House FCC Process Reform Act Resurfaces

A Federal Communications Commission process reform bill is being reintroduced in the House Communications Subcommittee and will be one of the subjects of a May 15 hearing on FCC transparency and reforms.

House Communications Subcommittee chairman Greg Walden (R-Ore.), ranking member Anna Eshoo (D-Calif.) and Rep. Adam Kinzinger (R-Ill.) have circulated a discussion draft of the FCC Process Reform Act, which passed the House last March but failed to get traction in the Senate.

The National Cable & Telecommunications Association had backed the bill, saying that it "furthers the important objective of encouraging greater transparency and predictability in FCC decision making, and ensures that business can continue to invest and innovate with more consistent federal oversight."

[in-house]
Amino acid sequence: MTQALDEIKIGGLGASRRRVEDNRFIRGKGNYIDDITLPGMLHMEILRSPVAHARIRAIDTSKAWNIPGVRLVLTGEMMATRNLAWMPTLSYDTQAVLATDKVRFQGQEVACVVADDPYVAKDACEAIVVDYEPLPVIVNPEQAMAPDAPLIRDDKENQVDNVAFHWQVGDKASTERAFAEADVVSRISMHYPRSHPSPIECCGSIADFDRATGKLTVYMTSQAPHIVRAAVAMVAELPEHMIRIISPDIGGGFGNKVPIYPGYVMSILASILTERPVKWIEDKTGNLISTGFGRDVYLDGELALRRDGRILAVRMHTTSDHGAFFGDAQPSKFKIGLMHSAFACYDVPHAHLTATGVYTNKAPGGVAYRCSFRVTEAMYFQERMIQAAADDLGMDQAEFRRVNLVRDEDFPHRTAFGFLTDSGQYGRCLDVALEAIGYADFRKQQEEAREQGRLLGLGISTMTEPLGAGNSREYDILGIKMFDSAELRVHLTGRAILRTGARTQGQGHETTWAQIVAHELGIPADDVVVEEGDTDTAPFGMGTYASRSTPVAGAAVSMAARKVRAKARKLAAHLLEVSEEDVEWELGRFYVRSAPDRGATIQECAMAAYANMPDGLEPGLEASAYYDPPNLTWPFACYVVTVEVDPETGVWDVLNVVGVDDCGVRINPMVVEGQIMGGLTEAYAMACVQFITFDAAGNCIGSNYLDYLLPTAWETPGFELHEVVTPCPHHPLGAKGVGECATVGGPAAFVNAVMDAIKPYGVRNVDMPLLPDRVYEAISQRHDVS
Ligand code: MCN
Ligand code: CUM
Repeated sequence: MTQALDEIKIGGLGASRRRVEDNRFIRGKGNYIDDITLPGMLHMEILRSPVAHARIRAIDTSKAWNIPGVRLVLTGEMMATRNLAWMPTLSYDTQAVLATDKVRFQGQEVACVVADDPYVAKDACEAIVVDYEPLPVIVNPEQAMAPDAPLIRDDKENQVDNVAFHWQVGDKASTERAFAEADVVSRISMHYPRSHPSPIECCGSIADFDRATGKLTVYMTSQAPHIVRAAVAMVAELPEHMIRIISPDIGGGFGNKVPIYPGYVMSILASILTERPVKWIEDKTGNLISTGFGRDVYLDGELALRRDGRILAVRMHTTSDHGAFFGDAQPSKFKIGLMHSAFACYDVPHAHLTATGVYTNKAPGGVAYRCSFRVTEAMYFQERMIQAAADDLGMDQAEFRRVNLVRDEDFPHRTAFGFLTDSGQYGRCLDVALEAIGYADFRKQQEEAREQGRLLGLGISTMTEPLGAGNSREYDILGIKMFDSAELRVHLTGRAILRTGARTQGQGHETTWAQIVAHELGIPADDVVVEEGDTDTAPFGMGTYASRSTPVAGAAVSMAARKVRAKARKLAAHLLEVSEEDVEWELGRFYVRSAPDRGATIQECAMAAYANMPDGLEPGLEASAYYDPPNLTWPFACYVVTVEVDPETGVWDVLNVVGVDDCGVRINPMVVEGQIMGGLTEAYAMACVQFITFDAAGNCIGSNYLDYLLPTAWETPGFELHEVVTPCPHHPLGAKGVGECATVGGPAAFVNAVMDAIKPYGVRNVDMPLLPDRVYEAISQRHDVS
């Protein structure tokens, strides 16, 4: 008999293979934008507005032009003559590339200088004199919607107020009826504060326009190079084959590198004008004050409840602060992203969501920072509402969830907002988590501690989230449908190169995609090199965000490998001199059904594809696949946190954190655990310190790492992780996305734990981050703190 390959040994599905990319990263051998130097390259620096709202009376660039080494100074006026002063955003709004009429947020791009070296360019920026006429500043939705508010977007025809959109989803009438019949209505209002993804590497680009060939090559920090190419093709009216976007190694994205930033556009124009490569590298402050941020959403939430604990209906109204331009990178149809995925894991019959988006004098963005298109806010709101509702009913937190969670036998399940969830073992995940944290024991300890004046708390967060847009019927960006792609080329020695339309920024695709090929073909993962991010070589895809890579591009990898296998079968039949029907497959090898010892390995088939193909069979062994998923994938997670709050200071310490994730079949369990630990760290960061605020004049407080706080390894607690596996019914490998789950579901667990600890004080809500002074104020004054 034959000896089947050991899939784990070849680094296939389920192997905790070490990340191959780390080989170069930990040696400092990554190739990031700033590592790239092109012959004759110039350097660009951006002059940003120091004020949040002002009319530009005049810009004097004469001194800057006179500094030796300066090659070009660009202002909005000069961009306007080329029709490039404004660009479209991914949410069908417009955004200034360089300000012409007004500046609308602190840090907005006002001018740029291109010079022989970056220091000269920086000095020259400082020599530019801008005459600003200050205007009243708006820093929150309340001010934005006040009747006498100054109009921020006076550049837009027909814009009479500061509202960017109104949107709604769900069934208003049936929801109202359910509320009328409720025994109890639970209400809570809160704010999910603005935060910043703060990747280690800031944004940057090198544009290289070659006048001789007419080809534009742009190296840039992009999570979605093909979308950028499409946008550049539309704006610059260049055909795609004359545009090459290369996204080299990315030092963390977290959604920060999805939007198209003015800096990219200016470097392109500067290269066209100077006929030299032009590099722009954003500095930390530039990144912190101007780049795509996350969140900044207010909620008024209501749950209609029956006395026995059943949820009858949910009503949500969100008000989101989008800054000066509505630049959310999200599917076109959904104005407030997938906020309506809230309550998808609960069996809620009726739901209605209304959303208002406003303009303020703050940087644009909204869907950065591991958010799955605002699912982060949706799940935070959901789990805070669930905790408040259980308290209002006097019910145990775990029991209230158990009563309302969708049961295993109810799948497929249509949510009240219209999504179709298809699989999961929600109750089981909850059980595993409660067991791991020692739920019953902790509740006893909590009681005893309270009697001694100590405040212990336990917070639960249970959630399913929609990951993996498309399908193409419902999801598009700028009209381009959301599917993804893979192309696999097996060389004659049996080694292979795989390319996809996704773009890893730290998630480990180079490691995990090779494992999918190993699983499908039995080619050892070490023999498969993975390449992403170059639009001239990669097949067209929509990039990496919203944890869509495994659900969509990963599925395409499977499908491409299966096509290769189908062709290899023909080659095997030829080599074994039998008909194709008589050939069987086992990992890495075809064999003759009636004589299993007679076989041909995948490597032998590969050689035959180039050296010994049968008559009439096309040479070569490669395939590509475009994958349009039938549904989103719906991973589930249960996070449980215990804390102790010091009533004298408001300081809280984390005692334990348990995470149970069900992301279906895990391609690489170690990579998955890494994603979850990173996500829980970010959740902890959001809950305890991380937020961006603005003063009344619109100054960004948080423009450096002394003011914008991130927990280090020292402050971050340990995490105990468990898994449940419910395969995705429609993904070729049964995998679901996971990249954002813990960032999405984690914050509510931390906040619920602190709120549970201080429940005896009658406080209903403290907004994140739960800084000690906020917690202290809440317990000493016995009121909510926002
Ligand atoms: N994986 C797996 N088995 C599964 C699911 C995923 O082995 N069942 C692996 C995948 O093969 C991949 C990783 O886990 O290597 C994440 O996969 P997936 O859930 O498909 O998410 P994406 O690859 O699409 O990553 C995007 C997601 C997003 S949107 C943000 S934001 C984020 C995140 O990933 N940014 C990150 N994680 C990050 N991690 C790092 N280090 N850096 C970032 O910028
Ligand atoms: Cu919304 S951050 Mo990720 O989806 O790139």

Among many other things, the bill gives the FCC a year to set minimum comment periods, establishes procedures for putting specific language of a proposed rule in notices of proposed rulemaking, and comes up with performance measures for evaluating the effectiveness of rules.

Contributing editor John Eggerton has been an editor and/or writer on media regulation, legislation and policy for over four decades, including covering the FCC, FTC, Congress, the major media trade associations, and the federal courts. In addition to Multichannel News and Broadcasting + Cable, his work has appeared in Radio World, TV Technology, TV Fax, This Week in Consumer Electronics, Variety and the Encyclopedia Britannica.